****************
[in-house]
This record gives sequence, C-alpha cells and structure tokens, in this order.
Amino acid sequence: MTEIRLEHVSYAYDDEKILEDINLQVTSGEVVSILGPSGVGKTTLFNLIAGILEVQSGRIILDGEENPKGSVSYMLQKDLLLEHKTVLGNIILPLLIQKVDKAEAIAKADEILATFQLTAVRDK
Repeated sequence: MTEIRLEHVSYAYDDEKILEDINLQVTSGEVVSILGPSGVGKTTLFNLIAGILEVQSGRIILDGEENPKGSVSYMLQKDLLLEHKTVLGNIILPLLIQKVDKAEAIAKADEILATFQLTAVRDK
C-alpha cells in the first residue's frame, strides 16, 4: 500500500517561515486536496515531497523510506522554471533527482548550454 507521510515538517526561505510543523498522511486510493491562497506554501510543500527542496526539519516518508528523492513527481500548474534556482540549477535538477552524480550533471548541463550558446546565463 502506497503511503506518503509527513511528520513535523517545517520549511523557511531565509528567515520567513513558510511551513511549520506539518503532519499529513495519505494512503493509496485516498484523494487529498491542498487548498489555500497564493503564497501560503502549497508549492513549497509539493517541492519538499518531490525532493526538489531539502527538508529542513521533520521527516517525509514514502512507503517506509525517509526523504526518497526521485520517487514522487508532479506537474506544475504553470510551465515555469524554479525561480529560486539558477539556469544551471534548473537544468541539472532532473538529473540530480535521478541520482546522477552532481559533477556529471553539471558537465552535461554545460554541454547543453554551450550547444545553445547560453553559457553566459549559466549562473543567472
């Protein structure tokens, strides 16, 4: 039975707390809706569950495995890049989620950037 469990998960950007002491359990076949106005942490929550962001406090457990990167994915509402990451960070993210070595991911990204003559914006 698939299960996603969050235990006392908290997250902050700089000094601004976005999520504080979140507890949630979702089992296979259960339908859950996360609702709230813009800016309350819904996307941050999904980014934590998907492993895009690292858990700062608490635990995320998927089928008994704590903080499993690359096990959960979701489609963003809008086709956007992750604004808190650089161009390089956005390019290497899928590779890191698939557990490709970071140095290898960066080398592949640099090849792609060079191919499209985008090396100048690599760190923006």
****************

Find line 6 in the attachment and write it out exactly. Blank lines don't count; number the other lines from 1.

């Protein structure tokens, strides 16, 4: 039975707390809706569950495995890049989620950037 469990998960950007002491359990076949106005942490929550962001406090457990990167994915509402990451960070993210070595991911990204003559914006 698939299960996603969050235990006392908290997250902050700089000094601004976005999520504080979140507890949630979702089992296979259960339908859950996360609702709230813009800016309350819904996307941050999904980014934590998907492993895009690292858990700062608490635990995320998927089928008994704590903080499993690359096990959960979701489609963003809008086709956007992750604004808190650089161009390089956005390019290497899928590779890191698939557990490709970071140095290898960066080398592949640099090849792609060079191919499209985008090396100048690599760190923006």